In Focus: Green Education Opportunities 1

Today, word like sustainability and conservation have become part of our culture. It’s taken long enough, but environmentalism has gone beyond being just a social movement – it’s become a fundamental, legitimate ideology that affects many parts of life. Living green is a consideration when it comes to both building and operating homes and offices, not to mention how we power and operate them. But it also impacts businesses, lifestyles, and the choices of groups and individuals. The environment has become not only an industry but a philosophy. And for teachers or people studying to become teachers, this means a greater range of options for being involved in training the next generation of leaders in environmental issues and skills. Who is going to train students for the future? If you have a passion for both teaching and the environment, it could be you.

1. Training Programs – Building Construction and Operations

More and more colleges are offering training programs for jobs in construction, contracting, and architecture that have a green slant. This can include how to build with environmentally-safe materials or install solar panels or green roofs, or even general classes on energy conservation, LED lighting, and how to keep a building operating with environmental concerns in mind. Many people who already have a background in urban planning or architecture find themselves interested in combining their skills with a passion for green living. The construction of environmentally friendly buildings is a relatively new industry, so knowledgable people are always in demand.

2. Training Programs – Lifestyle and Business Sustainability

College courses on environmental living are becoming more common, with courses that focus on what an individual can do in their everyday life to help the environment. Courses on planning green events, launching green businesses, or workshops on urban farming are available in many big city universities. There are also a lot of training courses students can take to prepare themselves to work at an environmental non-profit organization. But the main focus of these environmental training programs is to show students how green living can work for them, because education is always the first step towards substantial change.

3. Degree Programs

You can begin your path to a career in green education through the most obvious way – getting an undergraduate degree in environmental studies or environmental science. But there are more options than ever for other areas of study such as environmental technology, energy services technology, and civil engineering. In fact, many different majors in science and engineering now involve courses that have to do with environmental issues and sustainability. All it takes is a masters in education for you to turn your focus into a teaching career, and you could be teaching the same kind of subjects that inspired you were you were a student.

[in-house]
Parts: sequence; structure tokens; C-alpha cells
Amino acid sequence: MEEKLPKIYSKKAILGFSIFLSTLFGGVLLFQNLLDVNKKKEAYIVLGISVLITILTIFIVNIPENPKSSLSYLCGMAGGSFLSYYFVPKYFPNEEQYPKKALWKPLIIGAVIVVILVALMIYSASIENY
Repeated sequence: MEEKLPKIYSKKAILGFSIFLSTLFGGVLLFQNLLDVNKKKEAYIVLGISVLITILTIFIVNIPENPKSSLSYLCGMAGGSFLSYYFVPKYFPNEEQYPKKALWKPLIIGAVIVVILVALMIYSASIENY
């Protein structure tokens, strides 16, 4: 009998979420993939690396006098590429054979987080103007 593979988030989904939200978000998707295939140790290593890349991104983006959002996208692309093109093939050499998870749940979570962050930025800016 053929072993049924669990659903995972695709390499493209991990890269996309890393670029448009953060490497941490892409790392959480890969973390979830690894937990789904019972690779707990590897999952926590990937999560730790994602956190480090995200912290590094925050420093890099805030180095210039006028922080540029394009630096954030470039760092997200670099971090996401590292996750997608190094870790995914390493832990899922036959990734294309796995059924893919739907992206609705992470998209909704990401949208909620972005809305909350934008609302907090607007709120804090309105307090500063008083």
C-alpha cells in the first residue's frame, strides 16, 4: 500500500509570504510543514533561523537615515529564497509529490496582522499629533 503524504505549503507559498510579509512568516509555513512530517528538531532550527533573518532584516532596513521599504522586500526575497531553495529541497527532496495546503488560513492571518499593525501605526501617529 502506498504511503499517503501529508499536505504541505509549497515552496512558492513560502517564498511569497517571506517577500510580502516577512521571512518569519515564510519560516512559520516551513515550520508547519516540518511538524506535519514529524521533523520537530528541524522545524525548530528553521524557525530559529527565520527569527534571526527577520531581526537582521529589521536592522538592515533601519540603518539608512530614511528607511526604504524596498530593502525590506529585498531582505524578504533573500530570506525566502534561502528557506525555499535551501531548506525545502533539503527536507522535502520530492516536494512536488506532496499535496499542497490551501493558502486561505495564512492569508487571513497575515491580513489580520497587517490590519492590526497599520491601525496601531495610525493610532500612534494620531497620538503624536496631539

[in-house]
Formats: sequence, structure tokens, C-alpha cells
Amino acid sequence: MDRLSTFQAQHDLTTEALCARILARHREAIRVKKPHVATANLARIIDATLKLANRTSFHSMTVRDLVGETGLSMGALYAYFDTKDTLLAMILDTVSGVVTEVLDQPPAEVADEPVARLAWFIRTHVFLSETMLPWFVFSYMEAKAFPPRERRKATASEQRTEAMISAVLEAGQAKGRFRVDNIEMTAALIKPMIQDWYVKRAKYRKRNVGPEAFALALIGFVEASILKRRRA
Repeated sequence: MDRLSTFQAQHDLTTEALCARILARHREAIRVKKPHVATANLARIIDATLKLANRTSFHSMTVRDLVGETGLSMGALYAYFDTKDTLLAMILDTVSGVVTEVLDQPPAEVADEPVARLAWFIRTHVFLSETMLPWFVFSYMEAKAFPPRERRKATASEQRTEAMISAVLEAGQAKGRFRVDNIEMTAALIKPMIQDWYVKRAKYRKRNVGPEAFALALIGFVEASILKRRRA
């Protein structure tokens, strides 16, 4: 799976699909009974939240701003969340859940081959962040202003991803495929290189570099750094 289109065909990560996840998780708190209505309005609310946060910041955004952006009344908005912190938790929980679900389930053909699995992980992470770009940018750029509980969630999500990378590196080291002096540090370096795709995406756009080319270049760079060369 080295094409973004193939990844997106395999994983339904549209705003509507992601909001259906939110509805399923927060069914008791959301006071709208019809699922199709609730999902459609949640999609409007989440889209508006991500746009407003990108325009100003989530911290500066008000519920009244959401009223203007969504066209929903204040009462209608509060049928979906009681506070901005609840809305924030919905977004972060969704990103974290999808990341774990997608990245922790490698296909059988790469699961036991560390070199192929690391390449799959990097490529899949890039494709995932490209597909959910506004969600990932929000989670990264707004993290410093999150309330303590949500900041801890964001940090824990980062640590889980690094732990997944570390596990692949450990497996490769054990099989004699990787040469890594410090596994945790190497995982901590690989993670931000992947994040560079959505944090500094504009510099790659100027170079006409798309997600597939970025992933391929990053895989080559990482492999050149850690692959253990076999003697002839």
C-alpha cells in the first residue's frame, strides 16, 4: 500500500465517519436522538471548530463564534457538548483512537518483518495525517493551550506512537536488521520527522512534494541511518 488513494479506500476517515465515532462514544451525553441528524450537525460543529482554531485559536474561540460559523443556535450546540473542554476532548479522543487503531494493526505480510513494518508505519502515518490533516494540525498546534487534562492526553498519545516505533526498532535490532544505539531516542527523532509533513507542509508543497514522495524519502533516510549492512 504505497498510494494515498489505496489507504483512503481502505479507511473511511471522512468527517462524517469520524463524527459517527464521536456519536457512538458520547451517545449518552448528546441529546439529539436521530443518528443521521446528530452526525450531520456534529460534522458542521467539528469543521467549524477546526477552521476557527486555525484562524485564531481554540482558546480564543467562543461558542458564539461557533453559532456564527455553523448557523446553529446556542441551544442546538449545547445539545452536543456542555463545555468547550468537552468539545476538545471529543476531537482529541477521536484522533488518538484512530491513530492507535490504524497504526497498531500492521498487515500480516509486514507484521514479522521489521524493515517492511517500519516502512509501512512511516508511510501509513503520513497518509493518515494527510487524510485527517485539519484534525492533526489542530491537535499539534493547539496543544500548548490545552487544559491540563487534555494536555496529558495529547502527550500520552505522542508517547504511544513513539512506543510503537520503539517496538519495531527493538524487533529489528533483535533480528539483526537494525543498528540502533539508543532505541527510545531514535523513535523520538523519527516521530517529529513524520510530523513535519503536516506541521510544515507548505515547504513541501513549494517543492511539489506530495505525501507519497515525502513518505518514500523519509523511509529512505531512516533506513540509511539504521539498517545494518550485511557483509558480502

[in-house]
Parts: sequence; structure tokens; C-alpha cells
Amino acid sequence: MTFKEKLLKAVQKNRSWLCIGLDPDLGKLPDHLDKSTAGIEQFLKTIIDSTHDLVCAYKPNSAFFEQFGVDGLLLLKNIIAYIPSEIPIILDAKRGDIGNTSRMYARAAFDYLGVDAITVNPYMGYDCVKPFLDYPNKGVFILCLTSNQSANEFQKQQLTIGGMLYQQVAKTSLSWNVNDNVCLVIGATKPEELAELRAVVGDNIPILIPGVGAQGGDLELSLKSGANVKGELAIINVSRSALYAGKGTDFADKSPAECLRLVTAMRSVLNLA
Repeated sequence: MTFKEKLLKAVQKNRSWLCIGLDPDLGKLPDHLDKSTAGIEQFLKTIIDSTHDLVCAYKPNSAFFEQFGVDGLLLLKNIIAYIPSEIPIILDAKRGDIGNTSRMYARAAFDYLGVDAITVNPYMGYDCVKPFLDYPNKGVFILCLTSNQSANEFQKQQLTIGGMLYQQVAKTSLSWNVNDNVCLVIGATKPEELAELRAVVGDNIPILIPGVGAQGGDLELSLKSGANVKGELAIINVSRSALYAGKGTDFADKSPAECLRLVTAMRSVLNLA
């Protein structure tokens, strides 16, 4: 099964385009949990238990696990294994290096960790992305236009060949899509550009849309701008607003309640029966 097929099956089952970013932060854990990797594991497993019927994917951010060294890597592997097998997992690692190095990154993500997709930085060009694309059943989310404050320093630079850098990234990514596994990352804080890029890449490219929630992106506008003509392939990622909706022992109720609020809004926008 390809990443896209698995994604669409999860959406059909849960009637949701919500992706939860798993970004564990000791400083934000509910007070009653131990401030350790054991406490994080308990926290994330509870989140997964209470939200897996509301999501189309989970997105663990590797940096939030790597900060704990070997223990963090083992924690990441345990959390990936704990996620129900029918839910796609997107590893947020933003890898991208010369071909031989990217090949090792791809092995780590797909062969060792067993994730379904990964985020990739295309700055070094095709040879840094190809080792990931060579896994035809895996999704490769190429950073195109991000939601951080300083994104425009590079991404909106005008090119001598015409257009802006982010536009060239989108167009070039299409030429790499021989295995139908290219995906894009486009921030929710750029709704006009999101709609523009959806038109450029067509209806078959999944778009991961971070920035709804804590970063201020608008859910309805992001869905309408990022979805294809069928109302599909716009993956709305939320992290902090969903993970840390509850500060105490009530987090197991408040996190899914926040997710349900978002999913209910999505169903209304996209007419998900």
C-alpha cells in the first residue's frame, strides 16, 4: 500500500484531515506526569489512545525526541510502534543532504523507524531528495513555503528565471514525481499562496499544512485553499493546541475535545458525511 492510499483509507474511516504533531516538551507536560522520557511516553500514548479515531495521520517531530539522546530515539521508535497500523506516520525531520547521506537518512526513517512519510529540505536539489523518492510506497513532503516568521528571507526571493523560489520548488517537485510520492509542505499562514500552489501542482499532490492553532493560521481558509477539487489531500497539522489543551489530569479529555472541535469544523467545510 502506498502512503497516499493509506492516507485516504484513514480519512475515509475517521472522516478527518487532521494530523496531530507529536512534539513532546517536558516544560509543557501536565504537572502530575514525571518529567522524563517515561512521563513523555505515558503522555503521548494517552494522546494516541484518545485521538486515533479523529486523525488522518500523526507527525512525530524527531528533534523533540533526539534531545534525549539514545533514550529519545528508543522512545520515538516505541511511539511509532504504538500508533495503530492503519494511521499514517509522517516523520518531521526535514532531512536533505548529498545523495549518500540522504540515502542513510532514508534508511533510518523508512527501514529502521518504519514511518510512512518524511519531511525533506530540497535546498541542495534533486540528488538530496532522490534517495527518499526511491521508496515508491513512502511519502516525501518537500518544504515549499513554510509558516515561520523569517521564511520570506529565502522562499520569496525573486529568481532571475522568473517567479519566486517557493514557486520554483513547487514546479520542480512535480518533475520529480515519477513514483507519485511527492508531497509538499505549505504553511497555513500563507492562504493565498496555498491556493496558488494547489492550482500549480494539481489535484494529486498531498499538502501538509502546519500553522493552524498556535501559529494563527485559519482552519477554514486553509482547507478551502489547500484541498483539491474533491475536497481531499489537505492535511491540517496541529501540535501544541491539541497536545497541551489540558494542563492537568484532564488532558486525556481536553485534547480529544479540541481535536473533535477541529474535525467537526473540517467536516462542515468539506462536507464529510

4. Teaching Outside of College

It makes sense that the majority of green education would take place at the college level, but there are more unconventional places to teach programs about the environment. Zoos, botanical gardens, state parks, and wildlife sanctuaries can all offer training and education when it comes to the kind of environmental issues that directly impact what they do. Often, you will still need a degree to teach in environments like these because they employ teachers with a certain expertise to inform the public and even train new workers. But the best education degrees will lead you to helping others develop a passion for what you’re passionate about.

The Bureau of Labor Statistics shows that jobs in environmental science will increase by nearly 20 percent in the next decade. And the production of renewable energy including wind and solar has grown by 75 percent since the start of the 21st century. The green industry can have a huge impact on the economy and change the way we think about other industries essential to society. Universities across the country are expanding their environmental departments and providing more opportunities for green degrees every year. Students are interested in learning about the environment and how they can make a difference in the changing world around them. If you care about the environment, you have likely been inspired to make a difference too. Becoming an educator could be the perfect way to do that, in a way that is guaranteed to impact green living for a long time to come.

Original Article on Greener.Ideal

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1 Comment

  1. Solar Energy is such a complex educational issue, it should have been formulated years ago, yet each time I look into it, I see the push-back of leaders in Education, the Boards of Regents and Governors, who are usually the decision-makers on what gets into the cirricula of Universities and Secondary Schools, basically blocking our efforts to get Solar into the classrooms as more than just a reference to “green energy” or “renewable sources”. It will take Non-Profits to spend years of effort to get this issue resolved, yet, those very same organizations we would use to promote Solar are not funded, or are woefully underfunded, leaving the very same “Status Que” as before, in fact, less than it was in 1974 after I was out of High School! Unless there is support to grow and help develop Solar into Education via NFP Organizations, Solar will not be incorporated into Education nationwide, EVER…which is a long time…SO I recommend Manufacturers to look at this issue, as more than just a sidebar and seek out those with expertise, that can do this necessary secondary job, so that solar can find a permanent place in both Education and in the Economic grid of Main-line America. Without help, Solar is only as strong as incentives to get it and incentives to build it.

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